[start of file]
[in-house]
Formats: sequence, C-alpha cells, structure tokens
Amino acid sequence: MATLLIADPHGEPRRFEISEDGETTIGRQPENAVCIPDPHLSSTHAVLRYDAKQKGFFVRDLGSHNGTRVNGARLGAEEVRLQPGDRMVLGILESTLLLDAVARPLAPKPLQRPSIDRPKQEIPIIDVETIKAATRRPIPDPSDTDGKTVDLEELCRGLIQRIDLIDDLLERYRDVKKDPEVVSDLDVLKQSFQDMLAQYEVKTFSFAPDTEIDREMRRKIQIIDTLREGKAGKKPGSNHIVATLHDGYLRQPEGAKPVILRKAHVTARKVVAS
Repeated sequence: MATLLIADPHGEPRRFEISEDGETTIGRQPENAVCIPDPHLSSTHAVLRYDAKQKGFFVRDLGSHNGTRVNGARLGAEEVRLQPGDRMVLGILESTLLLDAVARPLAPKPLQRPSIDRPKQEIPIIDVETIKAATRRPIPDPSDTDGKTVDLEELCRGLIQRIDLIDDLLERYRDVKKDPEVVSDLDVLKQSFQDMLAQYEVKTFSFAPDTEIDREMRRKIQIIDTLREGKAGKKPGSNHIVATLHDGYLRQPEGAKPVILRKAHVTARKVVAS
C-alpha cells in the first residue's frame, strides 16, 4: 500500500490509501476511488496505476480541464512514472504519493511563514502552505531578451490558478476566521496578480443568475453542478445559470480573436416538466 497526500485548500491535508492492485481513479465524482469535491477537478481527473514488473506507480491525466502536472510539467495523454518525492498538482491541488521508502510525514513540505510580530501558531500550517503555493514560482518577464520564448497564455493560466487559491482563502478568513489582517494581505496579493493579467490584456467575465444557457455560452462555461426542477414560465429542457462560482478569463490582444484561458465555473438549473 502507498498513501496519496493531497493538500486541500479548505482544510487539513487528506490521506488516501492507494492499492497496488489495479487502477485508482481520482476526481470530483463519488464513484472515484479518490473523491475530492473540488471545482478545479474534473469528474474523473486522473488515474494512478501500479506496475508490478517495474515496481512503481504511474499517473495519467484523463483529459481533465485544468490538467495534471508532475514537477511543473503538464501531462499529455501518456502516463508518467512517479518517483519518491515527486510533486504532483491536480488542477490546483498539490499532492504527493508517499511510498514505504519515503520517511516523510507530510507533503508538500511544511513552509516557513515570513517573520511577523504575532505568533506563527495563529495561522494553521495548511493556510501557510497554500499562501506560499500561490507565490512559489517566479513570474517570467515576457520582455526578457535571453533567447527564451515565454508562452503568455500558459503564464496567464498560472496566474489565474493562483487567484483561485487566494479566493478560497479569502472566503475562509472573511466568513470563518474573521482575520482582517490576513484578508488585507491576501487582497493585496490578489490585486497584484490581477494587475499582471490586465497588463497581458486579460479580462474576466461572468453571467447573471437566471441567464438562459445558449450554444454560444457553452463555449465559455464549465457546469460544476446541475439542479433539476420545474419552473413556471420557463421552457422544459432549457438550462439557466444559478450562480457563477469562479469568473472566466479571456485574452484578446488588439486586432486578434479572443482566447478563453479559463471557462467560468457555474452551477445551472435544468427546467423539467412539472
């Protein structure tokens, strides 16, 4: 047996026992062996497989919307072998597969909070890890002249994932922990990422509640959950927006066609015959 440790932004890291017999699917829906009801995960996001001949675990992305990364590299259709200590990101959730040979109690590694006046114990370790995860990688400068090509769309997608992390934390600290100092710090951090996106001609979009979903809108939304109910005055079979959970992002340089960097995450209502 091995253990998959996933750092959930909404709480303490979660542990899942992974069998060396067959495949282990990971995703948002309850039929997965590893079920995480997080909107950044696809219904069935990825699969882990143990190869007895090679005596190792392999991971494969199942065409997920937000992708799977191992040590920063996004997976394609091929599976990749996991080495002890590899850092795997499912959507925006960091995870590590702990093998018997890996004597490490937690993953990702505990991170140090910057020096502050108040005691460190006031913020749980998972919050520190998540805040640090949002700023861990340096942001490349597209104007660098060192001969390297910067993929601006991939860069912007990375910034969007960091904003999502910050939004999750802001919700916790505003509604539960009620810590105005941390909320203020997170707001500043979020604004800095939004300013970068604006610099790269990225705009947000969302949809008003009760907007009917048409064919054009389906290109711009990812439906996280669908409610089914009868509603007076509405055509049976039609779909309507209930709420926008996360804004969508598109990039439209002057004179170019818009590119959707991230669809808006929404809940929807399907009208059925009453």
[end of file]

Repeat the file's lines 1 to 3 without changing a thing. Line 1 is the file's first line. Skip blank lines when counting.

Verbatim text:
[in-house]
Formats: sequence, C-alpha cells, structure tokens
Amino acid sequence: MATLLIADPHGEPRRFEISEDGETTIGRQPENAVCIPDPHLSSTHAVLRYDAKQKGFFVRDLGSHNGTRVNGARLGAEEVRLQPGDRMVLGILESTLLLDAVARPLAPKPLQRPSIDRPKQEIPIIDVETIKAATRRPIPDPSDTDGKTVDLEELCRGLIQRIDLIDDLLERYRDVKKDPEVVSDLDVLKQSFQDMLAQYEVKTFSFAPDTEIDREMRRKIQIIDTLREGKAGKKPGSNHIVATLHDGYLRQPEGAKPVILRKAHVTARKVVAS